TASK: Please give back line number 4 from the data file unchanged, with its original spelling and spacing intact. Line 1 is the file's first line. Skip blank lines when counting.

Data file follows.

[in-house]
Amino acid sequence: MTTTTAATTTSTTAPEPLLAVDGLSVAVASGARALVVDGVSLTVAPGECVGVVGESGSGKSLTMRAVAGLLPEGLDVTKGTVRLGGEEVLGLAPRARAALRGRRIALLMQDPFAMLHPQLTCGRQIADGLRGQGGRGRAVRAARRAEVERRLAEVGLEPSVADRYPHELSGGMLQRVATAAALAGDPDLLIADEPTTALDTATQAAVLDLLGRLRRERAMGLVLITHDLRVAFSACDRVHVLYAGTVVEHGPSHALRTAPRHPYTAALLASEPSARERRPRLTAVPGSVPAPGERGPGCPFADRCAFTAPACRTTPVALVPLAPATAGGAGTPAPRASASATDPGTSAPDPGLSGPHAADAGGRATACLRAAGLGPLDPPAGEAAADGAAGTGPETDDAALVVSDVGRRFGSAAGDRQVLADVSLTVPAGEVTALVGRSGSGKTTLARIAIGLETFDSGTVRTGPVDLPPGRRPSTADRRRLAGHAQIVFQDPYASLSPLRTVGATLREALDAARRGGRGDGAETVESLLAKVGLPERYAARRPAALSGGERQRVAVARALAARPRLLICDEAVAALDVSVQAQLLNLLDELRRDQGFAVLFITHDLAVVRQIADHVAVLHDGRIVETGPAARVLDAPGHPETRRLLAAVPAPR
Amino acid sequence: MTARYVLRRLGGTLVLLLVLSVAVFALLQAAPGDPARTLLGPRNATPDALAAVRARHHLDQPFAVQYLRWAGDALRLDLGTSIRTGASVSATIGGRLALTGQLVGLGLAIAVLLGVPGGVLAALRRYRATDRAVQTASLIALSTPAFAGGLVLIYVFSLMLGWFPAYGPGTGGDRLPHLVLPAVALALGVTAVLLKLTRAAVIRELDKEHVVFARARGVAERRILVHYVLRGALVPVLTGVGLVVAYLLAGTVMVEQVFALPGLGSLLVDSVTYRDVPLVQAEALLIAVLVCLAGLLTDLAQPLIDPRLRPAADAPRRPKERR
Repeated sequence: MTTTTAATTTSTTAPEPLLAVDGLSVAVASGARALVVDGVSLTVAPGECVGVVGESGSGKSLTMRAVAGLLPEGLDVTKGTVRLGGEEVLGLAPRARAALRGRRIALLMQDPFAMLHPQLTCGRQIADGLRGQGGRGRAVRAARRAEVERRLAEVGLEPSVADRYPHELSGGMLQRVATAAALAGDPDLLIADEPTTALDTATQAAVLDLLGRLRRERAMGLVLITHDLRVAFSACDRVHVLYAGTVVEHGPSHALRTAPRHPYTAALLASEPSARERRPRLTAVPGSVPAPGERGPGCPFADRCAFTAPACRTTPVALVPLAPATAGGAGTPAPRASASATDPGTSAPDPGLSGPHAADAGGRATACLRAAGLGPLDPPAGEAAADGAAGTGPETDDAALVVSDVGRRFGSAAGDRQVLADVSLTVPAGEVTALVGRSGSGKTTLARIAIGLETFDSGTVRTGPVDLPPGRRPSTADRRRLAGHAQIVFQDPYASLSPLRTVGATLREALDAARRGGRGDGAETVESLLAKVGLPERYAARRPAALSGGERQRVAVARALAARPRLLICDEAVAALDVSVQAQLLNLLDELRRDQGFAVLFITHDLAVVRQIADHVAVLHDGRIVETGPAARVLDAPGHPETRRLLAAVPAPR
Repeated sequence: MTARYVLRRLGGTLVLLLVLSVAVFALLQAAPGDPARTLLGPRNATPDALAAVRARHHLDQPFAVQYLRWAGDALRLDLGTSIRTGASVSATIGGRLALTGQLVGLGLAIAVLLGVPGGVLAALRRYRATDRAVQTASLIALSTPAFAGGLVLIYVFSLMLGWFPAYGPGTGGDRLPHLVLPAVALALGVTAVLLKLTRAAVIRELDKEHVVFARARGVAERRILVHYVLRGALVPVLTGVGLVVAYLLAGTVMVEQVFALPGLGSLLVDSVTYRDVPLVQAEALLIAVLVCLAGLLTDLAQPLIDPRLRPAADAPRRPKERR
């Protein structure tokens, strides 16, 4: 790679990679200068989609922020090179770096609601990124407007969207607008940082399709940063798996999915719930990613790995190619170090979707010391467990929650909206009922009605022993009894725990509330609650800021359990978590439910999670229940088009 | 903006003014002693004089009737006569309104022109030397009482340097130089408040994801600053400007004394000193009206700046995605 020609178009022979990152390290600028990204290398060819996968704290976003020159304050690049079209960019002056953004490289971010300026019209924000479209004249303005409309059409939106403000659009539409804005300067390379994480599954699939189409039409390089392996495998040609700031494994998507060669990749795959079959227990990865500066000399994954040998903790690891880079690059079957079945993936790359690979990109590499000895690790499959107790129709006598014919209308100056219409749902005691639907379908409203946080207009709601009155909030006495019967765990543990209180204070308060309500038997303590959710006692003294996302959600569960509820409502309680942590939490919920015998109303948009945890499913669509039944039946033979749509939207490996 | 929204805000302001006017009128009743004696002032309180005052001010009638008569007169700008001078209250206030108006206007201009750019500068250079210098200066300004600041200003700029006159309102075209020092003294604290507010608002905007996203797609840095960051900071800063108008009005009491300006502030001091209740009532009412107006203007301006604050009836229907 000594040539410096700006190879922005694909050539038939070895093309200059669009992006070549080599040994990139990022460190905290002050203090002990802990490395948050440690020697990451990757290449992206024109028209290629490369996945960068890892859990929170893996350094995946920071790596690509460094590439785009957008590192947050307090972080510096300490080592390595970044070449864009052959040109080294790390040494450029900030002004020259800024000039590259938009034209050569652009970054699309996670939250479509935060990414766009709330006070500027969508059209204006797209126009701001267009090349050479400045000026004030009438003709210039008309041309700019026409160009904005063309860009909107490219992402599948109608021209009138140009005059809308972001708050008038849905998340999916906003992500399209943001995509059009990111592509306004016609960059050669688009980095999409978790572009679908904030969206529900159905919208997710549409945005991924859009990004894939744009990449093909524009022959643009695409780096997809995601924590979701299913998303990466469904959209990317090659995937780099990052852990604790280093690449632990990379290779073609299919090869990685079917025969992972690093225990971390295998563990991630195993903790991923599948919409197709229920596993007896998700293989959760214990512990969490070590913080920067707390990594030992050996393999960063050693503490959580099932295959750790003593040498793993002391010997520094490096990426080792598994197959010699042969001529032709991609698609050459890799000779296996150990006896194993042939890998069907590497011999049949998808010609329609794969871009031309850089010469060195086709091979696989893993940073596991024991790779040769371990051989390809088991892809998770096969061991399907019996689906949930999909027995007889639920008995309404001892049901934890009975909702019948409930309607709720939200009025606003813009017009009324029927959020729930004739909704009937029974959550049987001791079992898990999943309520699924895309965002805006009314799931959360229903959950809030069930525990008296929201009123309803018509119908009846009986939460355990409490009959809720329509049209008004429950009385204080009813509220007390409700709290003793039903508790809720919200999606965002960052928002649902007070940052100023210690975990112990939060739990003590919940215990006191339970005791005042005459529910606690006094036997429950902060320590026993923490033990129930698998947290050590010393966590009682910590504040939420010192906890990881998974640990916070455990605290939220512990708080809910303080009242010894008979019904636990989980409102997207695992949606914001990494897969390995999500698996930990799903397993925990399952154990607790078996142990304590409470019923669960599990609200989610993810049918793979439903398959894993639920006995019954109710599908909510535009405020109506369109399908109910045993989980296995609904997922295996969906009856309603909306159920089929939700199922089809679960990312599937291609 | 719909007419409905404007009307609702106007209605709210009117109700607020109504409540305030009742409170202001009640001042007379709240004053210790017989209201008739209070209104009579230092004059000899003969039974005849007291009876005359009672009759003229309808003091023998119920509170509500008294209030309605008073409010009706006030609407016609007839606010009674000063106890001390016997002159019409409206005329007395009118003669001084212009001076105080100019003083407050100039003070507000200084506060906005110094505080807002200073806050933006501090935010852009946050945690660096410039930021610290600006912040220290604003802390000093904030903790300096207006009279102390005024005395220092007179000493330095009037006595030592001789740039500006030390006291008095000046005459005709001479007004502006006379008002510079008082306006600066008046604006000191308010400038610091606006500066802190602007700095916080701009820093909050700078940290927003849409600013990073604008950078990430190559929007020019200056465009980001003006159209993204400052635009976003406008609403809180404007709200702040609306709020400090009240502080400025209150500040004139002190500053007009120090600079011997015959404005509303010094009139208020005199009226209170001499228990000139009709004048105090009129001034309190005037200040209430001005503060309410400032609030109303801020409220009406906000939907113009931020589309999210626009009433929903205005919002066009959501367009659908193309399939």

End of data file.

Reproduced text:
Repeated sequence: MTTTTAATTTSTTAPEPLLAVDGLSVAVASGARALVVDGVSLTVAPGECVGVVGESGSGKSLTMRAVAGLLPEGLDVTKGTVRLGGEEVLGLAPRARAALRGRRIALLMQDPFAMLHPQLTCGRQIADGLRGQGGRGRAVRAARRAEVERRLAEVGLEPSVADRYPHELSGGMLQRVATAAALAGDPDLLIADEPTTALDTATQAAVLDLLGRLRRERAMGLVLITHDLRVAFSACDRVHVLYAGTVVEHGPSHALRTAPRHPYTAALLASEPSARERRPRLTAVPGSVPAPGERGPGCPFADRCAFTAPACRTTPVALVPLAPATAGGAGTPAPRASASATDPGTSAPDPGLSGPHAADAGGRATACLRAAGLGPLDPPAGEAAADGAAGTGPETDDAALVVSDVGRRFGSAAGDRQVLADVSLTVPAGEVTALVGRSGSGKTTLARIAIGLETFDSGTVRTGPVDLPPGRRPSTADRRRLAGHAQIVFQDPYASLSPLRTVGATLREALDAARRGGRGDGAETVESLLAKVGLPERYAARRPAALSGGERQRVAVARALAARPRLLICDEAVAALDVSVQAQLLNLLDELRRDQGFAVLFITHDLAVVRQIADHVAVLHDGRIVETGPAARVLDAPGHPETRRLLAAVPAPR